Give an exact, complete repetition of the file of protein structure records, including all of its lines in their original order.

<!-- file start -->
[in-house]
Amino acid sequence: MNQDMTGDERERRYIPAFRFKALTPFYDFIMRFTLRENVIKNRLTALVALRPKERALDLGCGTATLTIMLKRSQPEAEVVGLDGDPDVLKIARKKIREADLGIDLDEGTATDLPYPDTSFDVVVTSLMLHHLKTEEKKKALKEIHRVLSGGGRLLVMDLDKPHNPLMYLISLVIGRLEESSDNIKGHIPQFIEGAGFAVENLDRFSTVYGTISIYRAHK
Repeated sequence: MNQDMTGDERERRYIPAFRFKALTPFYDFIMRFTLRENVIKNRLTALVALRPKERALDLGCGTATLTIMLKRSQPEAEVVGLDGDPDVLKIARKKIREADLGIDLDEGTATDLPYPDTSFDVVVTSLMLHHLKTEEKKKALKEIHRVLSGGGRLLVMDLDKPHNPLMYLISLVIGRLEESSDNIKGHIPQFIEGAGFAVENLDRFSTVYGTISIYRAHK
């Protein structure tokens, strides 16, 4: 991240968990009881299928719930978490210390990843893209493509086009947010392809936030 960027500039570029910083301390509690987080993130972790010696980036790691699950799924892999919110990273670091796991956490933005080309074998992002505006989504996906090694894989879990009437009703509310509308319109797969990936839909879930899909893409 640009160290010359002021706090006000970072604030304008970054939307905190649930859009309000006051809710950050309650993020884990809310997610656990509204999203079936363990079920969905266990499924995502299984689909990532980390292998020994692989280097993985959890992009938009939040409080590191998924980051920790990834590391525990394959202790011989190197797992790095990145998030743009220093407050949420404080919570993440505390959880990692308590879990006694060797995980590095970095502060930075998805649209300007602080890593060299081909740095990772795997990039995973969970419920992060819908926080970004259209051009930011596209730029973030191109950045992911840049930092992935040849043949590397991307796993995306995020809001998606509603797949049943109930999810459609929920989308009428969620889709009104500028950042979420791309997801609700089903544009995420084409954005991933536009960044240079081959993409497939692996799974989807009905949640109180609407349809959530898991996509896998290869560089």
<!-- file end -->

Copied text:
[in-house]
Amino acid sequence: MNQDMTGDERERRYIPAFRFKALTPFYDFIMRFTLRENVIKNRLTALVALRPKERALDLGCGTATLTIMLKRSQPEAEVVGLDGDPDVLKIARKKIREADLGIDLDEGTATDLPYPDTSFDVVVTSLMLHHLKTEEKKKALKEIHRVLSGGGRLLVMDLDKPHNPLMYLISLVIGRLEESSDNIKGHIPQFIEGAGFAVENLDRFSTVYGTISIYRAHK
Repeated sequence: MNQDMTGDERERRYIPAFRFKALTPFYDFIMRFTLRENVIKNRLTALVALRPKERALDLGCGTATLTIMLKRSQPEAEVVGLDGDPDVLKIARKKIREADLGIDLDEGTATDLPYPDTSFDVVVTSLMLHHLKTEEKKKALKEIHRVLSGGGRLLVMDLDKPHNPLMYLISLVIGRLEESSDNIKGHIPQFIEGAGFAVENLDRFSTVYGTISIYRAHK
């Protein structure tokens, strides 16, 4: 991240968990009881299928719930978490210390990843893209493509086009947010392809936030 960027500039570029910083301390509690987080993130972790010696980036790691699950799924892999919110990273670091796991956490933005080309074998992002505006989504996906090694894989879990009437009703509310509308319109797969990936839909879930899909893409 640009160290010359002021706090006000970072604030304008970054939307905190649930859009309000006051809710950050309650993020884990809310997610656990509204999203079936363990079920969905266990499924995502299984689909990532980390292998020994692989280097993985959890992009938009939040409080590191998924980051920790990834590391525990394959202790011989190197797992790095990145998030743009220093407050949420404080919570993440505390959880990692308590879990006694060797995980590095970095502060930075998805649209300007602080890593060299081909740095990772795997990039995973969970419920992060819908926080970004259209051009930011596209730029973030191109950045992911840049930092992935040849043949590397991307796993995306995020809001998606509603797949049943109930999810459609929920989308009428969620889709009104500028950042979420791309997801609700089903544009995420084409954005991933536009960044240079081959993409497939692996799974989807009905949640109180609407349809959530898991996509896998290869560089």